From crashing computers to airplane crashes that claim scores of lives, the computer virus has become a growing plague of late twentieth-century life. This arresting and at times terrifying book tells us just how prevalent these software errors and defects are and how they are multiplying as more sophisticated computers become deeply embedded in our daily lives. As it explores the digital bugs that can cause such catastrophic results, it also offers a riveting portrait of the men and women who find and exterminate these viruses and glitches, whether they occur in pocket calculators or nuclear reactors. "An entertaining introduction to the problems of creating reliable computer systems."-- "The Christian Science Monitor"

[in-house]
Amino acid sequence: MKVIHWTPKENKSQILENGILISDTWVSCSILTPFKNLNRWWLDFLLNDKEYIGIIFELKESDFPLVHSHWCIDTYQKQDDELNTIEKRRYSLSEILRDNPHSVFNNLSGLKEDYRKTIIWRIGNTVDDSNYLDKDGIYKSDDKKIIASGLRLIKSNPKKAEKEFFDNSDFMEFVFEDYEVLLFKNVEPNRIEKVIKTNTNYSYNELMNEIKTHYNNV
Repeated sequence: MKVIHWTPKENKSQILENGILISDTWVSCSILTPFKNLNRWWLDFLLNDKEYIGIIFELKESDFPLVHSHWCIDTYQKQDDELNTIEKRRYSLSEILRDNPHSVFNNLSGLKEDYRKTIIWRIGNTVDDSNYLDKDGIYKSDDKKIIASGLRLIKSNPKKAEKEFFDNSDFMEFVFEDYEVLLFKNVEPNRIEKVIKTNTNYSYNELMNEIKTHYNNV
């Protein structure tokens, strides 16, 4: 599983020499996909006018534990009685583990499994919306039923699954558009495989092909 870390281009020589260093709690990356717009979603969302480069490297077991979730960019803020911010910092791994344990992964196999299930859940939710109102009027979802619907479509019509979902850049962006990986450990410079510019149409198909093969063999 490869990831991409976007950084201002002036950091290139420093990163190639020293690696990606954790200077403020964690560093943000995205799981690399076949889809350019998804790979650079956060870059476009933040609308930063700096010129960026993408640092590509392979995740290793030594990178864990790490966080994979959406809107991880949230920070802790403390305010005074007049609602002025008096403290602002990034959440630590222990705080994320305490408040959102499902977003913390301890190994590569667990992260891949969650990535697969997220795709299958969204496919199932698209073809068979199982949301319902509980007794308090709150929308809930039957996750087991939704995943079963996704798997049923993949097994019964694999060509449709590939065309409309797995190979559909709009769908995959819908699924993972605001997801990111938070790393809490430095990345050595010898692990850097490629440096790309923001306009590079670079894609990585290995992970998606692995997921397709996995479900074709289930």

IVARS PETERSON is an award-winning mathematics writer known for his popular books The Jungles of Randomness, The Mathematical Tourist, and Islands of Truth. He also writes about mathematics for Science News and Muse magazines.
NANCY HENDERSON is a freelance writer and editor whose articles have appeared in New Scientist, Science and Children, U.S. News & World Report, the Washington Post, and many other publications.
"The book is both amusing and a quite serious argument for never assuming computers are flawless." -- San Diego Union-Tribune"Peterson's book is an entertaining introduction to the problems of creating reliable computer systems." -- Christian Science Monitor
Ballantine Books Inc.
Chasing Killer Computer Bugs
Place of Publication
Country of Publication
Washington, DC, US
black & white illustrations